Assessment of creative ability imageAssessment of creative ability image
Assessing an individual in order to identify his/her/their level of creative ability requires observation of the person doing as many different activities as possible across the occupational performance areas (Personal Management, Social ability, Work ability, Constructive use of free time).
Activities should be both familiar and unfamiliar activities. The latter are important in order to see all of the occupational performance components (components of creative ability) (see top figure of components represented in cogs, also viewable in Van der Reyden & Sherwood, 2019, p.x). These are the components essential to one's creative ability, and are specifically assessed. Not all of these are demanded of when doing familiar activities, e.g. problem-solving, frustration tolerance and effort. Familiar activities can become habituated and done almost without consciously thinking about them - this is habituated action which does not adequately show a person's creative ability - ability to bring about something new. Habituated action also doesn't necessarily require effort and strength of volition and motivation - these are essential to observe as creative ability is one's volition expressed in action, through effort. We want to know - what is this person's drive (volition, will power) directed towards - what really sparks them into action, fully engages them to meet a need (which is what drives the volition)? So, we need to observe a person doing familiar and unfamiliar activities - what activities/tasks that they do provides an indication of what they have motivation for, but more importantly, how (the quality of their performance), and why they do those activities (what is their volition directed towards?), and how much support/structure/supervision they need.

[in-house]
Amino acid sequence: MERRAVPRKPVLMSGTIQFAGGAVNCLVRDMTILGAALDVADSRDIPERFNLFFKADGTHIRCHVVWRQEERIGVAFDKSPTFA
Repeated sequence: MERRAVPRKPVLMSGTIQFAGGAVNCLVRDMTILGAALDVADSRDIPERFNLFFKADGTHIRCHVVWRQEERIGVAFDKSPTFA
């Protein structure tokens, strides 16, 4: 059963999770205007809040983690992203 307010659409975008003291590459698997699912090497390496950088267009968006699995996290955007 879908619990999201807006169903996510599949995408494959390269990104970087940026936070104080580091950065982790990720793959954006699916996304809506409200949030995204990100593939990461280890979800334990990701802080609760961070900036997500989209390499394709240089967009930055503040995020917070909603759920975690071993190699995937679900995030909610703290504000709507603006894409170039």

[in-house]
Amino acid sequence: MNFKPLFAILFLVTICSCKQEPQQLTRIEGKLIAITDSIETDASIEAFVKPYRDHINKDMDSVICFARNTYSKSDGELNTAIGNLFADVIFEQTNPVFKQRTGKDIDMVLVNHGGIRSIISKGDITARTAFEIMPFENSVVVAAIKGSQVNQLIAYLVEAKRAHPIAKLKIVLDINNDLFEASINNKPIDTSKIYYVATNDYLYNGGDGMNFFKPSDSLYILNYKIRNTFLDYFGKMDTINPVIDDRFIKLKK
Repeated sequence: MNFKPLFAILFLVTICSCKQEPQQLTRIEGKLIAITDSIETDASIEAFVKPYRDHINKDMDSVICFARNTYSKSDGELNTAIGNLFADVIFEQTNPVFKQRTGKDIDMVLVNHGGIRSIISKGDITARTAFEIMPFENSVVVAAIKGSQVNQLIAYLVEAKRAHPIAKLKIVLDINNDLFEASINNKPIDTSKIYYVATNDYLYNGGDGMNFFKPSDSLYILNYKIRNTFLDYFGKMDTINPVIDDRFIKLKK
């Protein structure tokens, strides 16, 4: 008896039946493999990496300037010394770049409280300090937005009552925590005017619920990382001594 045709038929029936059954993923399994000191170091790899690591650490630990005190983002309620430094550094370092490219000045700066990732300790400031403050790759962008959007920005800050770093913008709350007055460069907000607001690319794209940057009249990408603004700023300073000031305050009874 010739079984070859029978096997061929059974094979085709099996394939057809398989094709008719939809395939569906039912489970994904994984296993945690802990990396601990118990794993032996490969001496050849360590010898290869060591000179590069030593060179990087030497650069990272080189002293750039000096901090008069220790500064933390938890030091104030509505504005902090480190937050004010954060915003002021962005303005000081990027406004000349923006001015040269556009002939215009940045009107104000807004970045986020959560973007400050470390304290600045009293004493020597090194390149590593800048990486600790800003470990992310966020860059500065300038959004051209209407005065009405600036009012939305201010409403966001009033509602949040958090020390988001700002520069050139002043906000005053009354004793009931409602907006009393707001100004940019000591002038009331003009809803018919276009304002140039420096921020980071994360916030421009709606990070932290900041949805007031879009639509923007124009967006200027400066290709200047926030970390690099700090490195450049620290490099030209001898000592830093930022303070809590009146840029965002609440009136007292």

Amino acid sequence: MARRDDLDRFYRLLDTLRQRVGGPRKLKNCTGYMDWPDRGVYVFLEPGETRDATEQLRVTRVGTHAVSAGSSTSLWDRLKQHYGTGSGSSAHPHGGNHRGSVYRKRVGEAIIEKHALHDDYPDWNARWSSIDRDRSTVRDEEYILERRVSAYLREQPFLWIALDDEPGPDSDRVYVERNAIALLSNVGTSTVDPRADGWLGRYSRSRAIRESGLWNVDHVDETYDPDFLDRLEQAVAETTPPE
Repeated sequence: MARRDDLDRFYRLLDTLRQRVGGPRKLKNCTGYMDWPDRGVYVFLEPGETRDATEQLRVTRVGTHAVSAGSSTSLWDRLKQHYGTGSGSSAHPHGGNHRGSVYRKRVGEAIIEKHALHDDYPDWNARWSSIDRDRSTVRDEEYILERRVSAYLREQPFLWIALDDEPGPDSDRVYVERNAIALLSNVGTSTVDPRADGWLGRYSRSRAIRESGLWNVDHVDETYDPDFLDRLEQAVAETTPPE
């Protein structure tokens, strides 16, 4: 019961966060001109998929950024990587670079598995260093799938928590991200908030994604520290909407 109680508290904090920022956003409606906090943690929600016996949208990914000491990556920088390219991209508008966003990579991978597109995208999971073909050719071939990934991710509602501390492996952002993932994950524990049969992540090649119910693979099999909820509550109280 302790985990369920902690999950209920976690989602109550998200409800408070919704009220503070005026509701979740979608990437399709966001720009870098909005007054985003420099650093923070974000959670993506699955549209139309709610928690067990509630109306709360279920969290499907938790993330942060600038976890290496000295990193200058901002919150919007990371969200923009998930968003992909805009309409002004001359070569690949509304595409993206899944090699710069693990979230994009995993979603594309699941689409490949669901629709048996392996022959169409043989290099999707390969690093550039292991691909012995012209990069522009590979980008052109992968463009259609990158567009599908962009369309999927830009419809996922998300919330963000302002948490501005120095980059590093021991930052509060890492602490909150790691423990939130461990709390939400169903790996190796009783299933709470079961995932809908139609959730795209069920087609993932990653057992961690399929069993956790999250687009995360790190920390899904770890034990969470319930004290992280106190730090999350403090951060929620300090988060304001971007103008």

These observations are called task assessments - activity-based assessment.

Task assessment using unfamiliar activities are carefully selected and graded so that they:
1. enable the therapist to assess all the components of creative ability: effort, initiative, task concept (includes cognitive skills for doing tasks), concept formation ability to make relational contact with materials, objects/tools, people and situations, range of emotions and control of emotions especially anxiety and behaviour. The amount of support and supervision that a person needs in order to do, and the quality of their end-products is also observed and are indicators of a person's level of creative ability.
2. enable the person to show their level of creative ability, i.e. the therapist grades the activity so that it is being pitched at the level of creative ability which the client is thought to be on, but poses a challenge to the client. This is so that the activity is engaging (meets their volitional need), is doable (not too difficult but within their ability), but requires effort and therefore gives the client the opportunity to show strength of volition and motivation and how much creative ability they have, i.e. how much can they do before activities are too challenging and beyond their current level of creative ability. In this respect, it's a very positive approach to assessing as we are seeking to enable clients to show us their full potential at this moment, without failing at activities. Unfamiliar activities are particularly good for seeing a person's actual level of creative ability rather than habituated action - the latter can make a person appear much more able/be of a higher level of creative ability than they are.